The purpose of this product is to compare starting teacher salaries and per-pupil revenues in each state to cost-adjusted salary and revenue figures that make dollar amounts comparable across the country by accounting for variation in living costs in different regions.
Average starting teacher salaries in each state come from the National Education Association (NEA)
School district-level, 2013 finance data from the Census f33 data
County-level cost-of-living index data from the Council for Community and Economic Research
State- and national-level median household income from the Census, Small Area Income & Poverty Estimates (SAIPE)
School district-level, enrollment characteristics [number enrolled, FRL, IEP, LEP] from NCES, Elementary/Secondary Information System (ELSi)
School district-level student poverty estimates from SAIPE
Data exclusion criteria for per–pupil revenue analysis:
District-level school finance data was used as the basis of the district-level data set. Other data sources were merged onto this dataset with unmatched entries from the additional data sets being dropped such that every row in the data has school finance data
Starting with the full sample of 14,462 school districts in the school finance data set, the following exclusions were made:
1. Finance data missing an NCESID
2. Charter districts or districts where charter classification is missing [most of the districts with missing data seem to be ones we would want to exclude anyway, e.g. “computer association” districts, “interlocal cooperatives” etc.]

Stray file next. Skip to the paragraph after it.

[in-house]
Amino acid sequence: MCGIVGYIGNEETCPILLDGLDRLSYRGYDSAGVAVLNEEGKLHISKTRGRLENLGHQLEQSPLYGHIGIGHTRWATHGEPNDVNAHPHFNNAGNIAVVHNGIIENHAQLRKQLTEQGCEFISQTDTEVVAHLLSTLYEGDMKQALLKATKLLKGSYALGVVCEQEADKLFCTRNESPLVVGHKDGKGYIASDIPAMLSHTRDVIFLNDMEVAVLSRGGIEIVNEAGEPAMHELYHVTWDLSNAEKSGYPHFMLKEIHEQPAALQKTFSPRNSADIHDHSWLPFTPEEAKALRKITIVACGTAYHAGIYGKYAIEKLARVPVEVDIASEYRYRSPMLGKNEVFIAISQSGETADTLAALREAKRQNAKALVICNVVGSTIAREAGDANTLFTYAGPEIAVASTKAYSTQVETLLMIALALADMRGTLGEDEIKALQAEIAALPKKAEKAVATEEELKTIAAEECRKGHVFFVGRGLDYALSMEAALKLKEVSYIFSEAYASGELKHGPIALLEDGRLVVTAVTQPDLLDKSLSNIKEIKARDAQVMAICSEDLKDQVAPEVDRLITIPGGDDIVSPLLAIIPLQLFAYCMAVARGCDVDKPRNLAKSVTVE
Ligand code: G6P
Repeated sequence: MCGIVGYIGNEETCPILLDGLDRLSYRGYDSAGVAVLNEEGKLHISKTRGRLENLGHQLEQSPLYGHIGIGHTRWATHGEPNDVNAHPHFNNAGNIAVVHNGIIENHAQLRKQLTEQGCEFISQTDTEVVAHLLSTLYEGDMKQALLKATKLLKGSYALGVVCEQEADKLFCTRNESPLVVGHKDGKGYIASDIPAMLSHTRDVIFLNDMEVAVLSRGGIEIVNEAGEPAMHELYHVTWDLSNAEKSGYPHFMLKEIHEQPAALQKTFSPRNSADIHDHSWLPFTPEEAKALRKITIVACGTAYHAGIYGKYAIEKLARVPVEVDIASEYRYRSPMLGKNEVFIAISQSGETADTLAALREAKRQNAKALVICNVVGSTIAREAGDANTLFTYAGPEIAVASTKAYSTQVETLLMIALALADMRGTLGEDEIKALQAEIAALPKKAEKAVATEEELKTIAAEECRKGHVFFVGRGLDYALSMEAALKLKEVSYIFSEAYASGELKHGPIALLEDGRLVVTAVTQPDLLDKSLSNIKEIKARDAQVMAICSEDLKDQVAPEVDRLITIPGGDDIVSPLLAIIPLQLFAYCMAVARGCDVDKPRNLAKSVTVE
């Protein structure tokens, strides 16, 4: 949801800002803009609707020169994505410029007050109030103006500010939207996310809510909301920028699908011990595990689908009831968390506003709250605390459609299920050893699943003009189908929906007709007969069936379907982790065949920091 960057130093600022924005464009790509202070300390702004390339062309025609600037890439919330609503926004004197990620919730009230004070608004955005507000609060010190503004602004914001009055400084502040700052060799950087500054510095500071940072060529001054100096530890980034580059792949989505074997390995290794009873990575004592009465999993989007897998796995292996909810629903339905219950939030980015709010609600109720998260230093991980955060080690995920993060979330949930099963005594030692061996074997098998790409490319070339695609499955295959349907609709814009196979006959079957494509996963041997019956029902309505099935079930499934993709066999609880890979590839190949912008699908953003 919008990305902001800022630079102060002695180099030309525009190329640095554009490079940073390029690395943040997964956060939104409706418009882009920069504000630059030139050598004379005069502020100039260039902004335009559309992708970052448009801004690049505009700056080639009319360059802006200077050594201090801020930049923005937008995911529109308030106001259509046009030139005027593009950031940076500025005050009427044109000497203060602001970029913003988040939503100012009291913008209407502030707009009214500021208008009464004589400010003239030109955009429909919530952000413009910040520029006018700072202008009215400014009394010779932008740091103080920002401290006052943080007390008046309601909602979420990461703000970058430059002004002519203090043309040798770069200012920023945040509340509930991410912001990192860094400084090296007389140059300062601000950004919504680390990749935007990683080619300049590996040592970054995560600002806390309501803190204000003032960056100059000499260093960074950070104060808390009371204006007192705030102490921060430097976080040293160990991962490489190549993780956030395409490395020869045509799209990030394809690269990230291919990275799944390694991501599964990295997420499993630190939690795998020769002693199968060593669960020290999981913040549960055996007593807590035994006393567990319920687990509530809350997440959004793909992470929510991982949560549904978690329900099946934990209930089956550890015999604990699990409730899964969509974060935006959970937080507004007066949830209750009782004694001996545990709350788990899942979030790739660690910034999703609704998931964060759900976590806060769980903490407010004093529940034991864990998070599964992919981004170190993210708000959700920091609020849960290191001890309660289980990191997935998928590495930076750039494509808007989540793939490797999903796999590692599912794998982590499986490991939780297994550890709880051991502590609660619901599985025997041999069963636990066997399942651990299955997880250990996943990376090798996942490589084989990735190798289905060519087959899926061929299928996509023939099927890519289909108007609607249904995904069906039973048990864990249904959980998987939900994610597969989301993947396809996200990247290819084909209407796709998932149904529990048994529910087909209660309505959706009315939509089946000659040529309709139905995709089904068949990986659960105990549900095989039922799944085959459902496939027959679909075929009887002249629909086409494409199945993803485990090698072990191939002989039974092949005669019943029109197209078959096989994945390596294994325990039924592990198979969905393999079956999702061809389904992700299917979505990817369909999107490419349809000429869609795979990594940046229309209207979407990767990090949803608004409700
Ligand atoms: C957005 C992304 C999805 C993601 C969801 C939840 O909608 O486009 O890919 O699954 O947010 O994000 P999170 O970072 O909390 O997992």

3. Special education, technical and vocational districts [excluded by finding districts that some form of special, technical or vocational in their name, with exceptions made for districts that appear to be more general districts]
4. Districts with ten or fewer students
5. Districts that enroll a proportion of IEP students that is more than two standard deviations (sd=.05) above the mean of 0.14
6. Districts missing cost-adjusting values
7. Districts with state+local revenues below $500
In total, 1,542 districts (11%) were excluded leaving 12,920 districts in the Power In Numbers sample
Unadjusted spending at the state-level
District-level, per-pupil revenues were aggregated up to the state level using weighted means to adjust for the size of students enrollments within a district.
Revenues categorized as "Capital outlay and debt service programs" and "Sale of property" were subtracted from state and local revenues, respectively. These revenue streams can contribute to large fluctuations in district revenues from year to year and were excluded to minimize bias in our revenue calculations.
By weighting for enrollment, the state averages represent the average amount of revenue received by a student in the state (as opposed to the average amount of revenue a district in the state receives per student, which would be identified with an unweighted mean).
Adjusted spending at the state-level
In order to convert per-pupil revenues into figures that account for variation in the purchasing power of a dollar across different regions, we applied a cost-adjusting conversion from the Council for Community and Economic Research (C2ER) to each districts' revenues.
To adjust spending at the school district level, district revenues were adjusted using the C2ER county-level, cost-adjusting rate of the county identified by NCES as being associated with a district.
Similar to the unadjusted spending above, district-level, cost-adjusted, per-pupil revenues were aggregated up to the state level using weighted means to adjust for the size of students enrollments within a district.
Adjusted average teacher salaries at the state-level
In order to apply a comparable adjustment procedure to all of our analyses, we computed a state-level cost-adjustment rate by comparing the nominal and adjusted state-level revenue figures described above. This adjustment index for each state was then applied to the state-level, average starting teacher salary figures provided by NEA to produce cost-adjusted salary estimates.